What’s the Relationship between Vision and Reality?

How do you assess your own vision? Is it possible? Or is it a pipe dream? Many grand visions seem impossible when they are first dreamed of. Yet at the same time, some leaders go down in flames because they rigidly cling to their vision without being able to see reality.

I’ve been reflecting on Napoleon’s invasion of Russia in 1812. I mentioned a while back that our book group was reading War and Peace. Actually at times finishing the book, at over 1200 pages, seemed like an impossible vision. But I did it, helped out by some bad weather which kept me cooped up more than I had planned.

I also read, during another bout of snow, Nigel Nicolson’s Napoleon 1812. It’s less than 200 pages, and I was glad to get a modern view of Napoleon’s efforts and their failure. Ironically, Hitler made the same mistake of invading Russia in 1941 and was likewise defeated. Napoleon was a brilliant general, but he had a hard time accepting the reality of his situation, that Russia was too big and too cold for his army ultimately to prevail.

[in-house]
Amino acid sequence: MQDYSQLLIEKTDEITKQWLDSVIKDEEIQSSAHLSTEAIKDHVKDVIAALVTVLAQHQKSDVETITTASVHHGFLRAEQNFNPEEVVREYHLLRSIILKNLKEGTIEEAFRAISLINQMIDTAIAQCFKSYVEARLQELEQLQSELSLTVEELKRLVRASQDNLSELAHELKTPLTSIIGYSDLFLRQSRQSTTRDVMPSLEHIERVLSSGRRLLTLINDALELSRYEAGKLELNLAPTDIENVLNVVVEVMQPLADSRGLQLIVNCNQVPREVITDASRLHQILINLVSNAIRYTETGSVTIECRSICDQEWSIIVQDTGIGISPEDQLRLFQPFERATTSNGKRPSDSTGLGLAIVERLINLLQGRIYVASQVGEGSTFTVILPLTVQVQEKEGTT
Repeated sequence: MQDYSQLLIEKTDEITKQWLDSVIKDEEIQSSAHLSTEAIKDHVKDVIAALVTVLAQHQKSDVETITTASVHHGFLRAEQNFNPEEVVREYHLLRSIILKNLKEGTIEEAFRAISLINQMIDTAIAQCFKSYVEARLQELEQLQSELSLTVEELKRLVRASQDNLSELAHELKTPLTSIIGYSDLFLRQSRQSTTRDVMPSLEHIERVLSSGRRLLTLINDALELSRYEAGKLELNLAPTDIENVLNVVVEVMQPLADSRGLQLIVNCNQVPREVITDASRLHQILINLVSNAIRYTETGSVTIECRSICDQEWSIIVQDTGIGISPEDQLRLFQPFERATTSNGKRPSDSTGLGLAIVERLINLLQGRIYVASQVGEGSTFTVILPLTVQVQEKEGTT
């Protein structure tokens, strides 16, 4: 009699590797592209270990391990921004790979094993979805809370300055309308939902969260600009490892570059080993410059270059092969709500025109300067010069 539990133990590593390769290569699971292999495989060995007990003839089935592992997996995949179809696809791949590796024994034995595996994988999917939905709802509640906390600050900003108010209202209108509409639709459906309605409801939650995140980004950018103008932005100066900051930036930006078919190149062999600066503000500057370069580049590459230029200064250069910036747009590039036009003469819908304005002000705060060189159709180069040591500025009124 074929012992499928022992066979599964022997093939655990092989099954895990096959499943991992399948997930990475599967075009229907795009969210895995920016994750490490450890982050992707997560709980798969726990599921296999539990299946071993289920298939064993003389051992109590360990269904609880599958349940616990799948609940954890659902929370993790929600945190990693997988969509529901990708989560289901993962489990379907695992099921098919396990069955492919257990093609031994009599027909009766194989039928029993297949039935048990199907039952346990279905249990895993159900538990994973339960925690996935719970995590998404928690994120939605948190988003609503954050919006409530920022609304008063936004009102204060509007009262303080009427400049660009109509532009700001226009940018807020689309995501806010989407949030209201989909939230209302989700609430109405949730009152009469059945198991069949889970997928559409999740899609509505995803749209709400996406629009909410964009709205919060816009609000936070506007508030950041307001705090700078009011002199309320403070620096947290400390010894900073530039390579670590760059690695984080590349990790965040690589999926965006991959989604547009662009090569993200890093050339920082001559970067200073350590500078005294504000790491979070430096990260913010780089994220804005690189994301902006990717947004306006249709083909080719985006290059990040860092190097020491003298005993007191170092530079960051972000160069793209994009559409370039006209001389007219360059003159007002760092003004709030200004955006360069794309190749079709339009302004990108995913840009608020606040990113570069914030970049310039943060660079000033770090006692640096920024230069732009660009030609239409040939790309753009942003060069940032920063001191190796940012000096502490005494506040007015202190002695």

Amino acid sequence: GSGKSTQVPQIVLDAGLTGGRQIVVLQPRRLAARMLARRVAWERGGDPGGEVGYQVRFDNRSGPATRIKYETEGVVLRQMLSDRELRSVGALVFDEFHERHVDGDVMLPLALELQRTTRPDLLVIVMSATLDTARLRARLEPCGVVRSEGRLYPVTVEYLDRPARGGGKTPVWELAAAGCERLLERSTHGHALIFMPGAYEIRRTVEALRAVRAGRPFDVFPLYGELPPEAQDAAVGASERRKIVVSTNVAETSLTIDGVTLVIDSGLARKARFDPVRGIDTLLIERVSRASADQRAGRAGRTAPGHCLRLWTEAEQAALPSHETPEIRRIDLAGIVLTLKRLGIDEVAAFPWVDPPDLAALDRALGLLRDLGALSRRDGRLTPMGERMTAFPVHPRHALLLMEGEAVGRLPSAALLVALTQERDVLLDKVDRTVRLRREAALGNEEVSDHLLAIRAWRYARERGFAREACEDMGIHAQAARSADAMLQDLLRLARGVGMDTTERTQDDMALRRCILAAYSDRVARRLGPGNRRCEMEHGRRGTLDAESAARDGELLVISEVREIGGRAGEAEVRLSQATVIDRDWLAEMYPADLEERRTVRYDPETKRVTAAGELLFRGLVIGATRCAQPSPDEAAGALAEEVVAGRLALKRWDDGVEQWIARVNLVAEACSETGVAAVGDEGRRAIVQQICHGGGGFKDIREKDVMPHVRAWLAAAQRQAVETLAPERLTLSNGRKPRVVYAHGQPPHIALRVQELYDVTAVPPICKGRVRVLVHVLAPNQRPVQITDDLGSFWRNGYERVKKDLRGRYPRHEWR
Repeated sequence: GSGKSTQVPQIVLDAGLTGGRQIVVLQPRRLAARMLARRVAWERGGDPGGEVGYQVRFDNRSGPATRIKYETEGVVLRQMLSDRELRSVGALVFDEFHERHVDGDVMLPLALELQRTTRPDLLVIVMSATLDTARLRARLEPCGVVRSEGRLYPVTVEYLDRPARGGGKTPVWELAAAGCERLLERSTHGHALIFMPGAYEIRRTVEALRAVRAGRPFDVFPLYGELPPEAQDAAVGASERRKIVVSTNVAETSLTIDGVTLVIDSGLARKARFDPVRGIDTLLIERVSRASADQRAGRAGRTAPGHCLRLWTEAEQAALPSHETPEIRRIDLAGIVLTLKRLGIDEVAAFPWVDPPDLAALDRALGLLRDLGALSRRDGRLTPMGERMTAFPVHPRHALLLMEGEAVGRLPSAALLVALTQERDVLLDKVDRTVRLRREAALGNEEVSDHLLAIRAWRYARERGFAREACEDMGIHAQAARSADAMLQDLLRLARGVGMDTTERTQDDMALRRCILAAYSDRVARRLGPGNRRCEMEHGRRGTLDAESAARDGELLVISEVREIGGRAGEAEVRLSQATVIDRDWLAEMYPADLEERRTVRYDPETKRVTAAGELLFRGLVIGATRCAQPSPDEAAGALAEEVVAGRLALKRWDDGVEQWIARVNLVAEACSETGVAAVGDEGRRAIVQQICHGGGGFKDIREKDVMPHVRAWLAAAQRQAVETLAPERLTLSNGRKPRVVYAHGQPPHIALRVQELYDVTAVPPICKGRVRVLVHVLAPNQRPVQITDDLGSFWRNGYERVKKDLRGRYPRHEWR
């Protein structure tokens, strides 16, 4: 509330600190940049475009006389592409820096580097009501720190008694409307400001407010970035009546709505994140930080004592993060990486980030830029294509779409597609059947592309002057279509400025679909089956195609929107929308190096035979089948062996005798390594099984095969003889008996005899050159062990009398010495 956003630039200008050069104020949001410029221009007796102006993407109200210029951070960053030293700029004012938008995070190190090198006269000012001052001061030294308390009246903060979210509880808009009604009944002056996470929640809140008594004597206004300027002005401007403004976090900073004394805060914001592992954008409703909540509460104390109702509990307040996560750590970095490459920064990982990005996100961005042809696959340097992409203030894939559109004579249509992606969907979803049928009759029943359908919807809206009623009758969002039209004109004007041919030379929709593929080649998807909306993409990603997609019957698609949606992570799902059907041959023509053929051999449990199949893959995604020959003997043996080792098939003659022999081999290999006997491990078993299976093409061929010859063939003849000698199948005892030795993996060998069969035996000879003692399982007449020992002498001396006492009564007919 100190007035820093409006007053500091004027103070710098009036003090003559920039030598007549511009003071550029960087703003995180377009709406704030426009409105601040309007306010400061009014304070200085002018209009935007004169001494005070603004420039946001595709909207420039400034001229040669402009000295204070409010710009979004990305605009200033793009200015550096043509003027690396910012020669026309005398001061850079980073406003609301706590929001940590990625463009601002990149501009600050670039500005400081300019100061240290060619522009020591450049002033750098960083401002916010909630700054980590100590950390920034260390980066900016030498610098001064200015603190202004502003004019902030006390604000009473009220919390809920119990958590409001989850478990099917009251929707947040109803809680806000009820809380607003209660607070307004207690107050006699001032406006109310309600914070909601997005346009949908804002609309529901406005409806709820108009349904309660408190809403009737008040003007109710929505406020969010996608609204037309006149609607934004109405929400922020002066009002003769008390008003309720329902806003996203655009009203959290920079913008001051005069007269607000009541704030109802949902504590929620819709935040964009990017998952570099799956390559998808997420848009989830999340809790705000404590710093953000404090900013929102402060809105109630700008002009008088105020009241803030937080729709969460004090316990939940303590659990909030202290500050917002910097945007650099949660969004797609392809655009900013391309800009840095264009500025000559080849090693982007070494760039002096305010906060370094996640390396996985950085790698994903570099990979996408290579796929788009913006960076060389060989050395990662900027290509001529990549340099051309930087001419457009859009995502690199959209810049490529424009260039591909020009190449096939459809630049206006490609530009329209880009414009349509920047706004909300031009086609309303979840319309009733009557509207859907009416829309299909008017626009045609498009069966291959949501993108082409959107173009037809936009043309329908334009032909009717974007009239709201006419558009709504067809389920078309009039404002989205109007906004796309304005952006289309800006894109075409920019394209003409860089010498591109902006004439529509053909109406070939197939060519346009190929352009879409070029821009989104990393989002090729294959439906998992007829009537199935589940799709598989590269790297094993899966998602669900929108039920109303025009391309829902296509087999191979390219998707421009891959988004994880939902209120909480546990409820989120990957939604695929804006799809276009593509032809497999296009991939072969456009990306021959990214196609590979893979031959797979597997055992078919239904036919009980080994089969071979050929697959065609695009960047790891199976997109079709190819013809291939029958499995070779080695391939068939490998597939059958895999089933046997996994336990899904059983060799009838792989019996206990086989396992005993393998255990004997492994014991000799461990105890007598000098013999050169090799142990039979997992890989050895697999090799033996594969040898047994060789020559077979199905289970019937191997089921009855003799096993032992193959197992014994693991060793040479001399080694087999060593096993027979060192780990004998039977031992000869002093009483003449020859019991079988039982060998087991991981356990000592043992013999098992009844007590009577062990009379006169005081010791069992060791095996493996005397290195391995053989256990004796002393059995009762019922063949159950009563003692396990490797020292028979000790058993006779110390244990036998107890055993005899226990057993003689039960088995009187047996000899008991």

There’s an incredible visual representation by Charles Joseph Minard of the decimation of Napoleon’s army . I keep looking at it. The brown line shows the army going in to Russia, and the black line shows them coming out. (Just click on the picture to get a full-size view.)

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So what does this have to do with church leadership? Having a big vision is very important, but we have to pay attention to the feedback we are getting from the environment as well. Leaders who ignore input from the environment won’t last long. Both aspects of leadership are essential: clarifying the vision, and connecting with the environment (both people and other elements).

How are you getting input from your environment? What do you read, listen to, and who do you talk to?

One Response to What’s the Relationship between Vision and Reality?

  1. Very cool. I have a framed print of Minard’s diagram in my study. Edward Tufte refers to it as the best graphic (chart) ever made (or something like that). It’s quite ingenious. I use it in one of my courses as an example of systemic visualization.

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